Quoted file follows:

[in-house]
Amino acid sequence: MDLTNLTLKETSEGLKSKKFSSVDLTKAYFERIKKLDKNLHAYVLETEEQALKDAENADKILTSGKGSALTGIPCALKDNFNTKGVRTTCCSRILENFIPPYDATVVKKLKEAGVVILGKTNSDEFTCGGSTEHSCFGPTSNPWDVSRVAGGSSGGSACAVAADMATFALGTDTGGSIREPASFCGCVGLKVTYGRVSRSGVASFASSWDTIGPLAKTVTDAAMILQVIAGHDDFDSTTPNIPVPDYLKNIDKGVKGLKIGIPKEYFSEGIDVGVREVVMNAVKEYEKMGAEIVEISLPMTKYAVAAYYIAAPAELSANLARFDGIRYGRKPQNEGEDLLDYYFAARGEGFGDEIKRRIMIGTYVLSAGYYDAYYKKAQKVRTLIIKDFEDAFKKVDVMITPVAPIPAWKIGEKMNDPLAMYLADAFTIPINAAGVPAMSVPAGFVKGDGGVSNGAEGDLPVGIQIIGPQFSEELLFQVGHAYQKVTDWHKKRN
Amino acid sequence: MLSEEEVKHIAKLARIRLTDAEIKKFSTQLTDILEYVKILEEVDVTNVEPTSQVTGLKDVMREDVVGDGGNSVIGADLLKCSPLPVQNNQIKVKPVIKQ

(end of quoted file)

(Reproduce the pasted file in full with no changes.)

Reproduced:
[in-house]
Amino acid sequence: MDLTNLTLKETSEGLKSKKFSSVDLTKAYFERIKKLDKNLHAYVLETEEQALKDAENADKILTSGKGSALTGIPCALKDNFNTKGVRTTCCSRILENFIPPYDATVVKKLKEAGVVILGKTNSDEFTCGGSTEHSCFGPTSNPWDVSRVAGGSSGGSACAVAADMATFALGTDTGGSIREPASFCGCVGLKVTYGRVSRSGVASFASSWDTIGPLAKTVTDAAMILQVIAGHDDFDSTTPNIPVPDYLKNIDKGVKGLKIGIPKEYFSEGIDVGVREVVMNAVKEYEKMGAEIVEISLPMTKYAVAAYYIAAPAELSANLARFDGIRYGRKPQNEGEDLLDYYFAARGEGFGDEIKRRIMIGTYVLSAGYYDAYYKKAQKVRTLIIKDFEDAFKKVDVMITPVAPIPAWKIGEKMNDPLAMYLADAFTIPINAAGVPAMSVPAGFVKGDGGVSNGAEGDLPVGIQIIGPQFSEELLFQVGHAYQKVTDWHKKRN
Amino acid sequence: MLSEEEVKHIAKLARIRLTDAEIKKFSTQLTDILEYVKILEEVDVTNVEPTSQVTGLKDVMREDVVGDGGNSVIGADLLKCSPLPVQNNQIKVKPVIKQ